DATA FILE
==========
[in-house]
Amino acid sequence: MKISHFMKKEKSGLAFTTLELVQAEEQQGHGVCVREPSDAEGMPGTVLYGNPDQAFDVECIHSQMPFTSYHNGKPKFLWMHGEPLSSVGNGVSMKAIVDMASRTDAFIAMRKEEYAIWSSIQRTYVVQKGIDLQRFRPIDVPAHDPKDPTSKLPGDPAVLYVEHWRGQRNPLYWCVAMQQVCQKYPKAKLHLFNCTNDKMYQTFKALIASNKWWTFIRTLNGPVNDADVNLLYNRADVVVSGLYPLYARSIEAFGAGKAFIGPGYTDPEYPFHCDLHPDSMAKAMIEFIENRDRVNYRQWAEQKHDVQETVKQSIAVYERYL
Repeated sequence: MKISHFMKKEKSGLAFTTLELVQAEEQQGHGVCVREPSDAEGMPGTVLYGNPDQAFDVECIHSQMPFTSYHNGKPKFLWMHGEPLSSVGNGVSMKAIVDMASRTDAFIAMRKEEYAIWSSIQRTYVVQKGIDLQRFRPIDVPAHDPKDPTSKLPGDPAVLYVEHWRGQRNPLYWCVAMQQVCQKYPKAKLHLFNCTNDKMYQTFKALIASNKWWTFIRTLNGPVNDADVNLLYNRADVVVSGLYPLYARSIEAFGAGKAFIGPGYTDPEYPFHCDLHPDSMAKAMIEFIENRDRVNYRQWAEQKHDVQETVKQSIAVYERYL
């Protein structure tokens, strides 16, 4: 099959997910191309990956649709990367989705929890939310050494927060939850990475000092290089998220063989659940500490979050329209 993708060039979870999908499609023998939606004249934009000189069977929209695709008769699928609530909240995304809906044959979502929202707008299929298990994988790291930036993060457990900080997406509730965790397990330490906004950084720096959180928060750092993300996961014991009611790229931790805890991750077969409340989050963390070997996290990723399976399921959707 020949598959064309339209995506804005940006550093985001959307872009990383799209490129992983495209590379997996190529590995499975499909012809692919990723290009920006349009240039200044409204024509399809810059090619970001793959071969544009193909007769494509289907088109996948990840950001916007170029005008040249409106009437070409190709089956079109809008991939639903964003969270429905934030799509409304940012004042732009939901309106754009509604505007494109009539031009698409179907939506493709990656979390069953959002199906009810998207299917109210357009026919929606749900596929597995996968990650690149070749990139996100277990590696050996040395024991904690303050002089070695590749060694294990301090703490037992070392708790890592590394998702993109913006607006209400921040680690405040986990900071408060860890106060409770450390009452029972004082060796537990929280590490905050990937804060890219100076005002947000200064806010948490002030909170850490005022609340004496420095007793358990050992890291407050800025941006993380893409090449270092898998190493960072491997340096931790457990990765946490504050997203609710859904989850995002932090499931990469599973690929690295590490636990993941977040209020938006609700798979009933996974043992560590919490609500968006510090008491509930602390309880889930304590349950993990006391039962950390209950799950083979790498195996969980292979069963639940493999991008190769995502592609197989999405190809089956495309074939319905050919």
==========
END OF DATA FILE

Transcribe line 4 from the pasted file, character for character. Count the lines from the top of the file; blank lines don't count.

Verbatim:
């Protein structure tokens, strides 16, 4: 099959997910191309990956649709990367989705929890939310050494927060939850990475000092290089998220063989659940500490979050329209 993708060039979870999908499609023998939606004249934009000189069977929209695709008769699928609530909240995304809906044959979502929202707008299929298990994988790291930036993060457990900080997406509730965790397990330490906004950084720096959180928060750092993300996961014991009611790229931790805890991750077969409340989050963390070997996290990723399976399921959707 020949598959064309339209995506804005940006550093985001959307872009990383799209490129992983495209590379997996190529590995499975499909012809692919990723290009920006349009240039200044409204024509399809810059090619970001793959071969544009193909007769494509289907088109996948990840950001916007170029005008040249409106009437070409190709089956079109809008991939639903964003969270429905934030799509409304940012004042732009939901309106754009509604505007494109009539031009698409179907939506493709990656979390069953959002199906009810998207299917109210357009026919929606749900596929597995996968990650690149070749990139996100277990590696050996040395024991904690303050002089070695590749060694294990301090703490037992070392708790890592590394998702993109913006607006209400921040680690405040986990900071408060860890106060409770450390009452029972004082060796537990929280590490905050990937804060890219100076005002947000200064806010948490002030909170850490005022609340004496420095007793358990050992890291407050800025941006993380893409090449270092898998190493960072491997340096931790457990990765946490504050997203609710859904989850995002932090499931990469599973690929690295590490636990993941977040209020938006609700798979009933996974043992560590919490609500968006510090008491509930602390309880889930304590349950993990006391039962950390209950799950083979790498195996969980292979069963639940493999991008190769995502592609197989999405190809089956495309074939319905050919």